Core Wisdom: The Inside Story


It's time for another installment of Tales From The Gym. This should be accompanied by the soundtrack from The Outer Limits as the crazy hijinks performed on a regular basis often equate to insane antics of the non-thinking variety. I'm talking about my favorite gym pet-peeve here: BAD FORM. This started with a woman who has witnessed squats being performed by the serious folks (i.e., those that venture into the free-weights section of the gym), all from her safe little corner of selectorized weight machines (not there's anything wrong with this). Yet, she decided to take a walk on the wild side and swaggered on over to the Smith machine to give it a go.

Now let me say - I am so proud of her for breaking her boundaries! Then I saw how much weight she loaded on it, without ever having used this machine or performed squats, and the resultant poor form. It made me hurt just watching her. Don't be fooled into thinking that the Smith machine is like a tricycle, safe because it has training wheels. Just because the movement is in a fixed plane of motion with guide rods for providing stabilization regardless of the load amount, this does not mean you should start off treating it like your bitch!

Of course, I coached her on how to properly do squats using the Smith machine though I did notice a big problem that had nothing to do with Smithy: core strength. Correction: lack of core strength. Her form was all over the place. You can do all the research you want on how to do squats but very little will be included about how important core strength is to performing a squat properly. This should be the FIRST thing mentioned. Even if you're super strong, have been weight training for years and can do sit-ups galore, this DOES NOT mean you automatically have a strong core. Core strength does not mean abdominal strength alone. The principle core stabilization musculature is composed of deep muscles (multifidus, transverse abdominus, internal oblique, diaphragm, pelvic floor muscles) that we can't see when we flex and that we don't categorically train unless we do core training. Specifically, these muscles work to provide joint support and stabilization primarily to the spine and pelvic girdle during functional movement.

An easy way to see the importance of a strong core is to picture an apple: what would it be without a core? You guessed right if you said "Baby food!" Or perhaps the following illustration drives home the importance of a strong core. See the tent below? If all the tethers, poles cables, etc., are not properly adjusted with even tension, image what happens when you add heavy rain...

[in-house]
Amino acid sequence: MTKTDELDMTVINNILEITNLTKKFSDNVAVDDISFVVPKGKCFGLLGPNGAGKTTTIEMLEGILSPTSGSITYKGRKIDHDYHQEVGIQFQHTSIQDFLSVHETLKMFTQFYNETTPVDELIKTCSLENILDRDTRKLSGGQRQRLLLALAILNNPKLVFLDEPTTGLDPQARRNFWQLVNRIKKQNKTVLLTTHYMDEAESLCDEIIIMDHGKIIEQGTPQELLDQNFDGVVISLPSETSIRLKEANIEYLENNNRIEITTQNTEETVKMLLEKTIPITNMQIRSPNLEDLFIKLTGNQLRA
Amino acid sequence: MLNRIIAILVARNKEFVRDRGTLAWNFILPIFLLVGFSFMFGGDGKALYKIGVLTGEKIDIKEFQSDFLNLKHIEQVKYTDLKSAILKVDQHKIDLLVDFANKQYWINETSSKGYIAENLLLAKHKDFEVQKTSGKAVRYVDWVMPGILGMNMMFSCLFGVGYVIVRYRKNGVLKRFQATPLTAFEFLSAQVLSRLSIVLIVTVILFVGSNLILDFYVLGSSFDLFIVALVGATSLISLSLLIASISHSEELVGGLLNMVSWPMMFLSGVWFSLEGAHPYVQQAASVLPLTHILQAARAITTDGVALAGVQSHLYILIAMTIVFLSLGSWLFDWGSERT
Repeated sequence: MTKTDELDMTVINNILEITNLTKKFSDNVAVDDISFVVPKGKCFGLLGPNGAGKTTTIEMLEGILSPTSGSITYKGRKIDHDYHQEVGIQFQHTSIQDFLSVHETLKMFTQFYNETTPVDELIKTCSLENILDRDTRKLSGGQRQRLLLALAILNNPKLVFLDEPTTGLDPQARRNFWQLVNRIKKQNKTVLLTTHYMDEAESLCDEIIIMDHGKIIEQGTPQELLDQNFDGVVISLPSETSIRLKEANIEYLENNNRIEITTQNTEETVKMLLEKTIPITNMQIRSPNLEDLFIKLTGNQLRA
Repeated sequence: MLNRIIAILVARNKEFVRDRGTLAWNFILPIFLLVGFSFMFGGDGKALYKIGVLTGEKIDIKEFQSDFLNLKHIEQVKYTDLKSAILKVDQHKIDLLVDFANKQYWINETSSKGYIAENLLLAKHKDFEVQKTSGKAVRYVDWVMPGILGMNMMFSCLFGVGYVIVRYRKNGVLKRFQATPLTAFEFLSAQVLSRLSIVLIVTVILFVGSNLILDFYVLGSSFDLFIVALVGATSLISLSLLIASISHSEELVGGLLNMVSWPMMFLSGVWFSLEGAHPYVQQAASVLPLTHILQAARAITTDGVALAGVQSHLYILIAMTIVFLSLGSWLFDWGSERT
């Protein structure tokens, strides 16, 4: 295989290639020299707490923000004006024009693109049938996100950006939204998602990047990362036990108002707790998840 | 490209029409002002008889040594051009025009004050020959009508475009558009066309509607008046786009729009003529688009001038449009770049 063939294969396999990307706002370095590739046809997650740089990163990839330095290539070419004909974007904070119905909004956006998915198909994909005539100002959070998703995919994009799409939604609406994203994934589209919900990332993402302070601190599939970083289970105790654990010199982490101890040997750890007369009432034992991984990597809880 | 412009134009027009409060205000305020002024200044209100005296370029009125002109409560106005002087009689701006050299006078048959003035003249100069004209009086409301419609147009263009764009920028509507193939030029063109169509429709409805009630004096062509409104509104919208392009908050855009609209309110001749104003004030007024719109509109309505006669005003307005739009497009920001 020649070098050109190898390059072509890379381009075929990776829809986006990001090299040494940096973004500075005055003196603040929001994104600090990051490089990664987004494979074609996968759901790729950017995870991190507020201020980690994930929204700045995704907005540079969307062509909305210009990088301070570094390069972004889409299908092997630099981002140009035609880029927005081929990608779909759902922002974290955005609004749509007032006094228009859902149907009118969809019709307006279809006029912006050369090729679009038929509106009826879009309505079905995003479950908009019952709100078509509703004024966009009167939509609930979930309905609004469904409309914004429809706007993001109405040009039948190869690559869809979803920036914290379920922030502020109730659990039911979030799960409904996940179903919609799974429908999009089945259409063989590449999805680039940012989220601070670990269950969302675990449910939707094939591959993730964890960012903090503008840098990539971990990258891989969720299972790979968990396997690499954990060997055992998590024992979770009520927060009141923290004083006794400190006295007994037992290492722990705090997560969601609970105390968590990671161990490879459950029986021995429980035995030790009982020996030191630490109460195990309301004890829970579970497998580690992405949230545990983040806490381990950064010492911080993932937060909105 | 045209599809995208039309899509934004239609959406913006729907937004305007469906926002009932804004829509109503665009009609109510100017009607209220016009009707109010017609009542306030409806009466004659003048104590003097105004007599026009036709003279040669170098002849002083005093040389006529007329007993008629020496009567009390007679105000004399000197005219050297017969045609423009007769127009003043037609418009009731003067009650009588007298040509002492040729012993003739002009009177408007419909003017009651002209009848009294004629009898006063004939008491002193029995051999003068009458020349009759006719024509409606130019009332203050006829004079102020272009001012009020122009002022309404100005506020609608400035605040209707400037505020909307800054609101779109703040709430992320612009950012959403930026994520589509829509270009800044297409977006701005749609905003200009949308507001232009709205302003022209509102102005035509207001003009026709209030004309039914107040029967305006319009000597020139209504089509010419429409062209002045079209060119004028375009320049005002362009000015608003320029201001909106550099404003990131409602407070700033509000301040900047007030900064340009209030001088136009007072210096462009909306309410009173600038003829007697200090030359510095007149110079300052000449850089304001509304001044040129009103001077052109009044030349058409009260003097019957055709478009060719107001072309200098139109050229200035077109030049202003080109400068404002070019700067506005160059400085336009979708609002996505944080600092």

This poor thing doesn't stand a chance! Same thing happens with the human body which brings us back to squats with added weight, regardless of whether you use DB's, an Olympic bar at a squat rack or the Smith machine. Strong core strength will dictate your success with squats more than any other single factor!

So, it seems fair to wrap up with suggestions for core training which can be added into your routine as a warm-up. Ten minutes will suffice.

Planks:

Focus on engaging the quads and glutes while keeping your back free from arching. Contracted and engaged abs is what is meant as the 'drawing-in' maneuver where you think of pulling your navel to the ceiling. When done right, the plank will be challenging so aim for 15-20 second holds to start. There are endless variations on the plank but the main key will be proper alignment regardless of the modification to the move.

Single-leg Kettlebell Romanian Deadlift:

Here it's all about keeping that nice tight core with straight lines while performing; also a great stability-training move. Practice this without weights to begin; can also use DB's as shown. Hold the balance for 2 - 4 seconds before returning to the starting position and beginning again. Note: lower your torso and lift your leg AT THE SAME TIME. Think of it as a pivot move and not 2 separate moves. Don't worry about how low you can go-focus on form and work your way into progressing the range of motion. Imagine that you have a cup of water on your back as you are lowering and you don't want it to spill. This means a nice, flat back as you pivot; no twisting!

Reverse hyper-extension:

This can also be done on a Roman chair, flat bench or incline bench with your head at the bottom of the bench. I personally feel this more for core and glutes when I focus on NOT allowing hyper-extension, or while trying to maintain a straight line through my low back and not going into hyper-extension. Doing the lift slowly with a 2 - 4 second hold in the contracted position will make your glutes scream for mercy! Keep your neck in a straight line and don't allow your body to twist as you lift.

These are just a few examples but they can add a new dimension to your routine, preventing a 'rotten to the core' physical status and instead, promoting 'hard-core! Yeah, baby!


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